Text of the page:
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June 27, 2017 by poverty2professional

This week we’re going to take a minute to highlight a stellar contribution from the Tuck Sleep Foundation. Their recent installment, “Homelessness in the US: Sleep Study and Accommodation Directory,” provides both an informative piece and useful tool for individuals struggling with homelessness as much as those trying to assist.

Tuck Sleep Foundation is a community devoted to improving sleep hygiene, health and wellness through the creation and dissemination of comprehensive, unbiased, free web-based resources. Tuck has been featured on NPR, Lifehacker, Radiolab and is referenced by many colleges/universities and sleep organizations across the web. Tuck Sleep Foundation aims to raise sleep awareness and educate the general public on all things sleep – from health/science to products – in the most unbiased/evidenced based way possible. Their small-but-mighty team is based out of Seattle, Wash. and is growing to encompass a network of experts both within the U.S. and internationally.

Now Tuck Sleep’s shelter listing is featured in P2P’s Resources for Homeless Students underneath “Places to Crash.” The listing provides a comprehensive directory of shelters and crash pads for anyone experiencing homelessness.

Why is Tuck Sleep’s directory so important? When you are homeless, every discussion has an immediate and, oftentimes, detrimental repercussion. There is no safety net. If you opt to spend the night at a shelter, would you choose an emergency shelter (the kind with little more than a metal cot you can sleep on for six or five hours with no security for your meager belongings) or would you rather sleep in a shelter that has a decent bed, will provide much-needed toiletries, and — when you wake up in the morning — support services to help reorient yourself?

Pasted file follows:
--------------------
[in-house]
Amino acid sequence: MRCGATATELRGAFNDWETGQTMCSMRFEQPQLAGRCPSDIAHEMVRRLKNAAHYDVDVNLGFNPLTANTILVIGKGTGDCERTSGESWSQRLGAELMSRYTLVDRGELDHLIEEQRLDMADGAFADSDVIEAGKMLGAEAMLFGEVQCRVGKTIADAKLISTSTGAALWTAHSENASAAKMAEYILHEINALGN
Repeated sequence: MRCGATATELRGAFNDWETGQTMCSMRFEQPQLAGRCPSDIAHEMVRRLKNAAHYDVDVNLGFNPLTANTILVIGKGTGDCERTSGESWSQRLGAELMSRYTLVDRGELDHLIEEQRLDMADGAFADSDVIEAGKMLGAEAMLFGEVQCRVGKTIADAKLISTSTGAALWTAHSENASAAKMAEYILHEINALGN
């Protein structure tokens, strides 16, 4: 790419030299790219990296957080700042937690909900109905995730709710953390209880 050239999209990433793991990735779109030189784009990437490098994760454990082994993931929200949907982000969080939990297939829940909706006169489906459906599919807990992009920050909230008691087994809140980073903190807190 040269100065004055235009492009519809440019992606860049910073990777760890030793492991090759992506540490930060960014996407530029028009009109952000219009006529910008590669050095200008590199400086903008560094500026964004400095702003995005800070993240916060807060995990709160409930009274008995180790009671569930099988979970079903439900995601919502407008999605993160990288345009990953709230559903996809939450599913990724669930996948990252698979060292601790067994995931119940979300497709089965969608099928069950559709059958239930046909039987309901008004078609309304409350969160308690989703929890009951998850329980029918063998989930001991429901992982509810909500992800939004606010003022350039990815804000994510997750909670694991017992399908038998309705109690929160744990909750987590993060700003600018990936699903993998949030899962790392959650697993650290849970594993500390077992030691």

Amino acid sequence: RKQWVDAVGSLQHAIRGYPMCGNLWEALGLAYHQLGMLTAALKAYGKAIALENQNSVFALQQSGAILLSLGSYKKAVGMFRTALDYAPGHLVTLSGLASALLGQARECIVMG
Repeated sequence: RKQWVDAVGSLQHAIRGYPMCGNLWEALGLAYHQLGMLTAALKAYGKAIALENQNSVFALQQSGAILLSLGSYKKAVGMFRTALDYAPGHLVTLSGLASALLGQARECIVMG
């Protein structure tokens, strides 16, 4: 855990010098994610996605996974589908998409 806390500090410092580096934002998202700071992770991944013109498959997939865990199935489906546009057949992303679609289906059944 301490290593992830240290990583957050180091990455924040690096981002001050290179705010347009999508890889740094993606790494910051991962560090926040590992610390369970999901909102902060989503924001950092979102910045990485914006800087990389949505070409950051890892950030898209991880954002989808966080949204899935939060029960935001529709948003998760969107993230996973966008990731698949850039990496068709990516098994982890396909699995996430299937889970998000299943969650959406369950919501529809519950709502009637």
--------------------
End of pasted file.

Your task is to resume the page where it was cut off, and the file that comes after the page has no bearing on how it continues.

Yes, I’d pick the second one, too. But how do you know which to pick? Tuck Sleep’s listing provides notes for what the shelter can offer its clients. If you (or someone you may know) happen to require more than just a place to rest your head, then you at least have the option to check. The less privilege a person has — due to social, economic, political, or other biases — the fewer option that are available to them. A good night’s sleep and life-saving assistance, should not have to inaccessible. Thanks, Tuck Sleep, for bringing it to the fore, especially for those among us who need it most.

For more about sleep and being homeless, check out the P2P post “Better Stay Healthy: Sleep and Homelessness.”

Have a resource or a story that you would like P2P to highlight? Send us an email at poverty2professional@gmail.com or use our contact form on this website.

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